Friday, June 27, 2008

In Praise of Randomness

In this age of anxieties, when one is threatened daily with terrorist attacks, financial collapses, job stealing immigrants, political nuclear options, perhaps it seems odd to defend yet another source of anxiety: Randomness.

In fact, we despise Randomness so much that we develop an entire discipline to eliminate it: Control Theory. This discipline works well enough to make our industrial automation effort effective and efficient.

We also developed mental explanations for random phenomena: spirits, god, karma, Just-so stories, etc. Some of these memes are so successful that they’ve built entire religions around themselves.

So then why should I praise Randomness?
Consider what life might be like if there was no randomness at all.

  • There would be no more accidents
  • Climatic changes could be predicted precisely and dealt with
  • Political conflicts might not arise since one can predict the exact reactions of opponents

But also:

  • Homo sapiens might not have evolved yet
  • We would be stuck in a Trafalmadorian or clockwork style universe with its every click well known to all its inhabitants.
  • Strong encryption may be impossible.

Counterfactuals would be meaningless!

Why would Homo Sapiens not have evolved?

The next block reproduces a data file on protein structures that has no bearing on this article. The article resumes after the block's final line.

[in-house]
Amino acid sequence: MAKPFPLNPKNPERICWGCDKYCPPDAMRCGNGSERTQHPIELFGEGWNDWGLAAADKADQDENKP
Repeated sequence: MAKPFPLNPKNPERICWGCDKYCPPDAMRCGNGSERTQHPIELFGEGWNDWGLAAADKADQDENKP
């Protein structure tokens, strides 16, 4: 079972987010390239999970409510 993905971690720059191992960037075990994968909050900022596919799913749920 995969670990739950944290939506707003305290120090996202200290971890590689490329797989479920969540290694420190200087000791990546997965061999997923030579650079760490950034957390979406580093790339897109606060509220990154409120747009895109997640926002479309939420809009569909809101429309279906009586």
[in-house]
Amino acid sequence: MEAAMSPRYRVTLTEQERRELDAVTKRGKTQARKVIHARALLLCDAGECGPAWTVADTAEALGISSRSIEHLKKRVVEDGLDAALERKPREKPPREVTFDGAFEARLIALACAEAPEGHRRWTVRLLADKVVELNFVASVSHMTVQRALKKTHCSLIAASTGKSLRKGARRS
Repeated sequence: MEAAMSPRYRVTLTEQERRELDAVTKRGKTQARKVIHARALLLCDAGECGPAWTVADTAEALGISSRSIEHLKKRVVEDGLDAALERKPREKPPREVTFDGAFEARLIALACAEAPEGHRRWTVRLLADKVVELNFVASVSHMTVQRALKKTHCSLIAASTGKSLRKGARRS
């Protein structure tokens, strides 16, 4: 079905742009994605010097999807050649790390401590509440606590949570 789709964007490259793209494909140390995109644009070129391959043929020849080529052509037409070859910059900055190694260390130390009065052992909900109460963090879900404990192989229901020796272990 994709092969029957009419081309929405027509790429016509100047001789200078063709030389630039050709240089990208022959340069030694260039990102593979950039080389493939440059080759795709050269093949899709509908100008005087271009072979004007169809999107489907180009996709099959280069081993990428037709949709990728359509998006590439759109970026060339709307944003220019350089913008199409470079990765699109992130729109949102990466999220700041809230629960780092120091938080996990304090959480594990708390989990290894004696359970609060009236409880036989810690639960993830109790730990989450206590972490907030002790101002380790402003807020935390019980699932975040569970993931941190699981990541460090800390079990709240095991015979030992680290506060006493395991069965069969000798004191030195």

It turns out that without the randomness injected by sexual combination and to a lesser extent, mutation, a genetic population would take much longer to adapt to large environmental change. Frankly, they have a higher probability of becoming extinct. This is because the randomness creates a large number of new genetic combinations in each child generation where some of them are likely to be well adapted to the new environment.

In fact, one might say that evolution cannot work at all without randomness. A world without randomness would be a Christian fundamentalist’s type of world with only fixed types of animals and no possibilities for new species to arise save for divine intervention.

There are more mundane ways in which randomness help us.
Consider the Beancounter or Coin sorter one finds in the banks or supermarkets.
These sorters do not evaluate each coin one at and time and drop it into the right bin. Rather, they take advantage of the size differences between the coins and shake them rigorously over a series of masks so that each mask filters out the next largest size coin. This is a much simpler and efficient design than ones that deal with one coin at a time. Such mechanisms are also used commonly in many industrial applications.

In paper making, the random orientation of the fiber helps provide tear resistance.

The randomness used in encryption key generation help make the cipher hard to break. If there were too much order in the key generation process, then it would be easy to break.

With the advent of chaos theory, we now know that deterministic systems can easily elude our understanding and predictions. Even more fortunate for us, Einstein seems to be wrong and God “does” play dice with our universe; randomness appears to be an intrinsic property of our world.

I find real joy in this. A universe without randomness would be boring indeed.

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